The front of the fuselage forms a "cage" that supports the firewall and also ties into the landing gear block. This structure will carry most of the load from the motor back to the rest of the fuselage. The longerons are 1/8" lightply, laminated on one side with 0.006 unidirectional carbon fiber. The firewall is 1/8" end-grain balsa laminated with carbon fiber. This is all connected to the rest of the fuselage with 1/8" balsa fuselage sides. The fuselage sides are reinforced with 1/32 plywood doublers around both the area of the wing mount and stab mount. I put lightply hard points in the fuselage sides for the wing attachment points and adjusters.

MarkGrabowski 11-23-2010 10:10 AM

RE: Lightning Build
 
Jeff, are you planning to build the cowl with balsa or go composite?

Viper Driver 11-23-2010 06:02 PM

RE: Lightning Build
 
Mark,

The cowl will be formers sheeted with balsa. Since it is designed for electric only, there isn't going to be a removeable cowl, but the front end will be planked with balsa.

Jeff

MarkGrabowski 11-24-2010 03:31 PM

RE: Lightning Build
 
Cool....
I hope you take plenty of photos of the cowl buildup... it's not something seen every day yet if done correctly can be very effective.

Viper Driver 11-24-2010 06:10 PM

RE: Lightning Build
 
Will do Mark. The cowl and the canopy on the prototype are both removable and fully built up. Those seem to be the parts everyone enjoys taking a peak inside to see how they were done. The front end of the airplane was relativly easy to form, but the canopy was a different story. I removed the skin from it at least once because I wasn't happy with it.

Mastertech 11-24-2010 06:16 PM

RE: Lightning Build
 
First time I saw Jeff's current Lightning I would have bet money it was a composite fuse. It was about 3 years old at the time IIRC.

Tim

Viper Driver 11-24-2010 06:34 PM

RE: Lightning Build
 
Now that the parts are all made, it is time to make something that looks like an airplane, or at least part of one. For the fuselage, I use a very simple jig. I use a base of 3/4" fiberboard that is mounted to my workbench. The stand-offs are each made from two pieces of cheap Lowe's 1/4" plywood, both glued and screwed to a small 45-45-90 triangle cut from pine on my chop saw. The stand-offs are mounted to the base directly over the top view from the plans using hex head machine screws. The fact that they are hex head IS important as later on, you will not have room to get a screwdriver in to remove them from the base. The formers are clamped to the stand-offs, along with a little rubber cement to keep them from slipping. I mount the firewall to its stand-off using 4-40s and several nuts so I can adjust the thrust. I measure the thrust offset and back it up with the digital level. Not very complex, but it results in a fuselage as straight as you line it up, so I spend quite a bit of time double and triple checking each former's placement.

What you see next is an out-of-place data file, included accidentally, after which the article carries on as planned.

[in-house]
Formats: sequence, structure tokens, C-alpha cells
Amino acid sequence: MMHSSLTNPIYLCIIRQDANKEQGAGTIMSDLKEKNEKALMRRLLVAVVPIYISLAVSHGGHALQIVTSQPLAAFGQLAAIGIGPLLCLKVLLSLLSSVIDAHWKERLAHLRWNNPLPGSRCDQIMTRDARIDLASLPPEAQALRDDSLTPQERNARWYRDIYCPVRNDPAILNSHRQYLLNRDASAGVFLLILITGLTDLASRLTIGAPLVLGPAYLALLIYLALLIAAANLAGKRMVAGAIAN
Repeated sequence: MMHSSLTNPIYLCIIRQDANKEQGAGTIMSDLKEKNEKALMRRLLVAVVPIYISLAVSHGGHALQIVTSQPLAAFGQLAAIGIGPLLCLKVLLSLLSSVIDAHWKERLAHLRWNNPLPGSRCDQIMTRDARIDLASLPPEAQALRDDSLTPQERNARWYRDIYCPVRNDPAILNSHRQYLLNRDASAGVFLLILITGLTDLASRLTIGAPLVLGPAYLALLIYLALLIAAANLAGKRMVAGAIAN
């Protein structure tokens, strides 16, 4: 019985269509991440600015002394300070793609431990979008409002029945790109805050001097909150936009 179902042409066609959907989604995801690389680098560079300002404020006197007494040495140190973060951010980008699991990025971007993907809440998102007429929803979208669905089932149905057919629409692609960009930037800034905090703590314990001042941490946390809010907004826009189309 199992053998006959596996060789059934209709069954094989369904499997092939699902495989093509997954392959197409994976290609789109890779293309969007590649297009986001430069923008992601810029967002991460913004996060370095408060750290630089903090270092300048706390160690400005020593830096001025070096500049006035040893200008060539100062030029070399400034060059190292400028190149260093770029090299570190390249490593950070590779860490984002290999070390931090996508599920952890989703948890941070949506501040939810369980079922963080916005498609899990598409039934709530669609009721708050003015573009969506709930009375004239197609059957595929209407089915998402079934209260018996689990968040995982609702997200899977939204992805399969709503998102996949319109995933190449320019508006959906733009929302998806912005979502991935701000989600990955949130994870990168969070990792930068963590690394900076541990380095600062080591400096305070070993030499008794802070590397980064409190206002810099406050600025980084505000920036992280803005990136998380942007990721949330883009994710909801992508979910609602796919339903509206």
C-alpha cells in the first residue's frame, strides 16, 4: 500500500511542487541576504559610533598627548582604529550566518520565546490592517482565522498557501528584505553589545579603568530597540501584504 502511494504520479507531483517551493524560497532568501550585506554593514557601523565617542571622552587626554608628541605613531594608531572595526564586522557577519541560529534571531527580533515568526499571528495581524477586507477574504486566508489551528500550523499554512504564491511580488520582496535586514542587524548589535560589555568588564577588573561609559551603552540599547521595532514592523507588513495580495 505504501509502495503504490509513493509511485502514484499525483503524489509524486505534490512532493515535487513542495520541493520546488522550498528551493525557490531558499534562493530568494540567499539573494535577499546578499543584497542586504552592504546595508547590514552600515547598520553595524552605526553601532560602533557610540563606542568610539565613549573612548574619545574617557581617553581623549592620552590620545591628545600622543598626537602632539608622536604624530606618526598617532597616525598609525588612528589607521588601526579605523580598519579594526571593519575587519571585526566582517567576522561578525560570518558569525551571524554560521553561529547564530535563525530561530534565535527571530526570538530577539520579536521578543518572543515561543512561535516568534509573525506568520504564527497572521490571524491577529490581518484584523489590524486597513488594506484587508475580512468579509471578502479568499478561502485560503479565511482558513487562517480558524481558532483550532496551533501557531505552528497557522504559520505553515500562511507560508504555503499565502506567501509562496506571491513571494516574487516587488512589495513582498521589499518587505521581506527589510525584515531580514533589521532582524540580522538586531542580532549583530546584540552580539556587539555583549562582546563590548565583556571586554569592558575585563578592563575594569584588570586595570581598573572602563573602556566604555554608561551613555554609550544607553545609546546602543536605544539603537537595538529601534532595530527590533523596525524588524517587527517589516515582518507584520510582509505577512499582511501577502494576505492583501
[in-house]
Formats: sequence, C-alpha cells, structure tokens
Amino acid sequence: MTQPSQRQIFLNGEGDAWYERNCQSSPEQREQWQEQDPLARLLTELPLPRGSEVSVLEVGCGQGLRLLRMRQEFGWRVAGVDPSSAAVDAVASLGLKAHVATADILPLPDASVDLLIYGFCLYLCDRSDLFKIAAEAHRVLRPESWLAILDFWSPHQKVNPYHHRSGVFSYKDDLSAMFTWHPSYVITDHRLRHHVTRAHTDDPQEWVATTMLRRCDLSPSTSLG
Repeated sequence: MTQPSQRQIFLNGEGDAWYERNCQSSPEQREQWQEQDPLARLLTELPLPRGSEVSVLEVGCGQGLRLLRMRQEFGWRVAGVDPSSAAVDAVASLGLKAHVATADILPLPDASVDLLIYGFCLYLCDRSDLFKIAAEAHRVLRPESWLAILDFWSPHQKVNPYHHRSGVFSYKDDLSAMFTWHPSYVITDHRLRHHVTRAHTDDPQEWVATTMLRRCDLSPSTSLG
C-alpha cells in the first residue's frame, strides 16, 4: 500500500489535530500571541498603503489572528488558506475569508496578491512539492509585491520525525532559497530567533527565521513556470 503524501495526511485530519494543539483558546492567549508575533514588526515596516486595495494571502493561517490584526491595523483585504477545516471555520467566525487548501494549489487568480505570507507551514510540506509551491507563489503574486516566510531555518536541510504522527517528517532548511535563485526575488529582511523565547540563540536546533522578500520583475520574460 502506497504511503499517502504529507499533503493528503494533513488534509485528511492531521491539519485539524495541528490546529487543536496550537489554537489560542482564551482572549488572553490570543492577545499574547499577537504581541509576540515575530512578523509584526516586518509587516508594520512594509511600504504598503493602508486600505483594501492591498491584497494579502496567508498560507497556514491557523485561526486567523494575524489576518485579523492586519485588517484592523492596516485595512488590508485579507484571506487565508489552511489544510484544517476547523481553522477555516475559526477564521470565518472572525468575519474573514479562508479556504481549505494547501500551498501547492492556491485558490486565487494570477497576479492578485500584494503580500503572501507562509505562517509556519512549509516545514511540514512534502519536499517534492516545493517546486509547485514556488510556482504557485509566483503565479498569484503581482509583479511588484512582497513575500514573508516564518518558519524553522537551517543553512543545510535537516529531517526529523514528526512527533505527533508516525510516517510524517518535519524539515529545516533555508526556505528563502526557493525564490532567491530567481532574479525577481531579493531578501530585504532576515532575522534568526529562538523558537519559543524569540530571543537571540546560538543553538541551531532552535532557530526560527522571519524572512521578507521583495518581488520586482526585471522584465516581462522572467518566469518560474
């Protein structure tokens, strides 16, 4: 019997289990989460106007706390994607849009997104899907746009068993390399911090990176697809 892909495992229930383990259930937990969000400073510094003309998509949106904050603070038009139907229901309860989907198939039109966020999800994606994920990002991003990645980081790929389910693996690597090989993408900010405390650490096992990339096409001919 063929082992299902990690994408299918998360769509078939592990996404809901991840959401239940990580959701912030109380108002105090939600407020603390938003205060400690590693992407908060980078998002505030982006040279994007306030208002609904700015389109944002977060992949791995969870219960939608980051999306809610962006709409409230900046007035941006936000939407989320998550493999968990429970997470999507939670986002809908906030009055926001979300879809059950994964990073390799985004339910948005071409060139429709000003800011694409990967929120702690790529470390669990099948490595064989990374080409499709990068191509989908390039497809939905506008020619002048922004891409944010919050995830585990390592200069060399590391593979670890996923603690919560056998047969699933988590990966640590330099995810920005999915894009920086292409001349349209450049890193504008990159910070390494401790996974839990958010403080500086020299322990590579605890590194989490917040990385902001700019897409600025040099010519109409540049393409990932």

One note, one a previous post, I showed the "cage" put together. It was not glued together, that will be done in the jig.


Viper Driver 11-24-2010 07:19 PM

RE: Lightning Build
 
more pictures

Viper Driver 11-24-2010 07:38 PM

RE: Lightning Build
 
A little nostalgia...the original in bare wood.

Viper Driver 11-30-2010 05:58 PM

RE: Lightning Build
 
1 Attachment(s)
To stiffen the tail, I use a piece of 1/8" balsa laminated on one side with carbon fiber. This web with run from the former aft of the stab tube to the former forward of the stab incidence pin. It runs length wise slightly above the stab tube. The piece came in at 5 grams.

Viper Driver 11-30-2010 06:09 PM

RE: Lightning Build
 
1 Attachment(s)